Unfortunately, they are stunning – but I do have some minor cavils to air, so all is not lost.

The very first drawing is a preliminary sketch of  Phaeton’s fall from the heavenly chariot; it is brilliantly realised, and you would think could not be improved – until you see the next two versions.  The next, in black chalk, pulls the composition together into a triangular shape with Helion at the apex.  Phaeton’s upside-down, falling body echoing that of the falling horse on the right of the picture and heading towards the base, formed by the earth and Phaeton’s frantic sisters.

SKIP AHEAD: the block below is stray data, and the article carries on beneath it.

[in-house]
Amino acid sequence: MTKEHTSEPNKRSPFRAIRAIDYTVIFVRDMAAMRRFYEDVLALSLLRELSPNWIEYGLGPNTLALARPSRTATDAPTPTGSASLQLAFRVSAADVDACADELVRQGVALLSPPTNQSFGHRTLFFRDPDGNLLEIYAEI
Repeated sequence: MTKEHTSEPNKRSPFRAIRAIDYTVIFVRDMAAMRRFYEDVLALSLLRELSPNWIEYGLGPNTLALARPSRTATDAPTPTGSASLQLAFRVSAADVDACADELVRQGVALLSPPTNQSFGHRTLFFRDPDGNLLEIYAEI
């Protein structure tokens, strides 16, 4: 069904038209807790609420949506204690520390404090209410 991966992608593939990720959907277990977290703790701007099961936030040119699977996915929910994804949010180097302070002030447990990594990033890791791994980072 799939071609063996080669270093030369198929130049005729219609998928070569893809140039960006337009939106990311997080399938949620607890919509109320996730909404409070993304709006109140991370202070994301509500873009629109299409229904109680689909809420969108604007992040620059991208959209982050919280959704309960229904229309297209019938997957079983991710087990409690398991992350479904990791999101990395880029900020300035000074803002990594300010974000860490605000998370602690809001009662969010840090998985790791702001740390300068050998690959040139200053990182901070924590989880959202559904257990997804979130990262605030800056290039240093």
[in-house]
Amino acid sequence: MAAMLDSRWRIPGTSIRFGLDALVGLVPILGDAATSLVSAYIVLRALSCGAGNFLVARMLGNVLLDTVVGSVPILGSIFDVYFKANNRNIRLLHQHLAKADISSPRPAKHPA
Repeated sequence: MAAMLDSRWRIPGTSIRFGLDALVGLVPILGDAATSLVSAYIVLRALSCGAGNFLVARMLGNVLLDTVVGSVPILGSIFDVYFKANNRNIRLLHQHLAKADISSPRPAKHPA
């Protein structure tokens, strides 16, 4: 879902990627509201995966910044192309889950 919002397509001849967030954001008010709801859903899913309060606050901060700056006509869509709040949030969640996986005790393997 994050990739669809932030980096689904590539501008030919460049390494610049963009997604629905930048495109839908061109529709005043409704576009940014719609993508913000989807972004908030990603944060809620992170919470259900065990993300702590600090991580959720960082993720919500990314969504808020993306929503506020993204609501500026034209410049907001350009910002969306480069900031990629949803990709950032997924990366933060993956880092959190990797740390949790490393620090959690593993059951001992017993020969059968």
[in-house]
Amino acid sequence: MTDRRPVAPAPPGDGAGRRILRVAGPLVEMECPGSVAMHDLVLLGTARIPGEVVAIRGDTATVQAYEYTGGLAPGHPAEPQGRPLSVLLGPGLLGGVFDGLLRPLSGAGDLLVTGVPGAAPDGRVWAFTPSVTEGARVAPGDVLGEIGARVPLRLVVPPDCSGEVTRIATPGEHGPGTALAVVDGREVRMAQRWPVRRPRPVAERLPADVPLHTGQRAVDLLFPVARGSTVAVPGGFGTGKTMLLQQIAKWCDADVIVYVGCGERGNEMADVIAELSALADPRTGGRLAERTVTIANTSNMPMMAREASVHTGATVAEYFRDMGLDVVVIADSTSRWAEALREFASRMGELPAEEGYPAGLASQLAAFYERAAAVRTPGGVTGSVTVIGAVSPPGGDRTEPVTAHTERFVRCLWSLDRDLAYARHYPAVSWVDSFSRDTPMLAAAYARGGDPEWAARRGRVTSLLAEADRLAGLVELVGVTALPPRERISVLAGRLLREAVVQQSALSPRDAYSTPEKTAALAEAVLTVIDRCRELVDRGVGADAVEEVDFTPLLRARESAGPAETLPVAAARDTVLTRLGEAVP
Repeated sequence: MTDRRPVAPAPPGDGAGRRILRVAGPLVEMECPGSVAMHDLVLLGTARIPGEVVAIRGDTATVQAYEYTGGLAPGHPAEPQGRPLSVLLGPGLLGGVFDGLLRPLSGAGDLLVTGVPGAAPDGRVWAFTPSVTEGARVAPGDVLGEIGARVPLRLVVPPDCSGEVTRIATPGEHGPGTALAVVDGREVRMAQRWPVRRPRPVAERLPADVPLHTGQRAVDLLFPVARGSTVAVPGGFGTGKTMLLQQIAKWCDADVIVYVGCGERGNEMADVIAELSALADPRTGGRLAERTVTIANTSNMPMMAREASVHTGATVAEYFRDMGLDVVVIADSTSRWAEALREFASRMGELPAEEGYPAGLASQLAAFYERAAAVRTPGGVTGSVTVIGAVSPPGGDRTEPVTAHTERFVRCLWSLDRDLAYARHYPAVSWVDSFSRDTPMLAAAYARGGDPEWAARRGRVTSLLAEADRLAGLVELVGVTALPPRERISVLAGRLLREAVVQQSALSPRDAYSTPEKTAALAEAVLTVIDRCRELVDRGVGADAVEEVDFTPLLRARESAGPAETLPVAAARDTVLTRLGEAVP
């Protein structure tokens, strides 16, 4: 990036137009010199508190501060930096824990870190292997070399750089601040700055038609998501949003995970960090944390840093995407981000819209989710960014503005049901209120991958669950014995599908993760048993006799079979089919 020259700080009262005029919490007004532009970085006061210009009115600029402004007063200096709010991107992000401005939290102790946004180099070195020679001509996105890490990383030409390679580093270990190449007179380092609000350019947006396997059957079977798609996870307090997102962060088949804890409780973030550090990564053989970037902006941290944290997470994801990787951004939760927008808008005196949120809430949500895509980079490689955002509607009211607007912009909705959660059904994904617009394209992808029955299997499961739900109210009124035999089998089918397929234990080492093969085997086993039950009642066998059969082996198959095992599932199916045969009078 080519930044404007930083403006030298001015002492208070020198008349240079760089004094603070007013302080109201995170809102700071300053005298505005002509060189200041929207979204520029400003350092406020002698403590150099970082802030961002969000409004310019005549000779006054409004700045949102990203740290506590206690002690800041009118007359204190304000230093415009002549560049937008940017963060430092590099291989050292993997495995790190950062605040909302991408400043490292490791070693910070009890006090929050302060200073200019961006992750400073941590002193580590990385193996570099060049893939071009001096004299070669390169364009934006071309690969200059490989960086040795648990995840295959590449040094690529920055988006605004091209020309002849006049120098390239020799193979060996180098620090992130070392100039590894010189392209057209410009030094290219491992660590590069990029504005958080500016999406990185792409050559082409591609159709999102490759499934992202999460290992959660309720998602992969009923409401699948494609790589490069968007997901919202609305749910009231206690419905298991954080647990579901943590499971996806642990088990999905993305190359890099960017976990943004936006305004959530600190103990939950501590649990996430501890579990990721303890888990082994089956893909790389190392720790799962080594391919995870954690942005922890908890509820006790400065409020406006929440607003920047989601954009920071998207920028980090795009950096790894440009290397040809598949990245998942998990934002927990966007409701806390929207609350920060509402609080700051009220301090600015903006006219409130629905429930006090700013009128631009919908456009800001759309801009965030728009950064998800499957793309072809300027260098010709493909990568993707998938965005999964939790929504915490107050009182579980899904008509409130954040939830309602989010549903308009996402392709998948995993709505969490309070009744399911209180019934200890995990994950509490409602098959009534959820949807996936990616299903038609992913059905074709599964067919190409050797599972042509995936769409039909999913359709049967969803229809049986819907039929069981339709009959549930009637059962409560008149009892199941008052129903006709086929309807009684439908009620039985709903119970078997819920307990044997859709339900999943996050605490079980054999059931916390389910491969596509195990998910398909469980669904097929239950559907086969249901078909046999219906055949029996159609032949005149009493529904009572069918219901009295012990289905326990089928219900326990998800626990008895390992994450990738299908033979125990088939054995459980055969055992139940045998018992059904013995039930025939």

The third (or was it the second?) version is a vertical, funnel- shaped plummet  towards the earth, with the horses interlocked in an embrace.

Next is the Dream; a winged messenger swoops down to blow a horn in the face of a sleeping, muscular nude male, lounging on a box and leaning against a sort of globe.  in the box is a collection of theatrical masks and around the figure, lightly but perfectly drawn in the background, a set of writhing figures indulge in what appear to be sinful activities.  The drawing is in black chalk, and the shading is soft, no distinguishable lines (which is true of most of the drawings, except where a stylus has been used, and very light shading lines in these).  As Laura Cumming says, it has a cinematic feel, as if these background figures are appearing and disappearing on a screen.

To lower the general tone, the globe appears to be bisected to resemble the two halves of a bottom.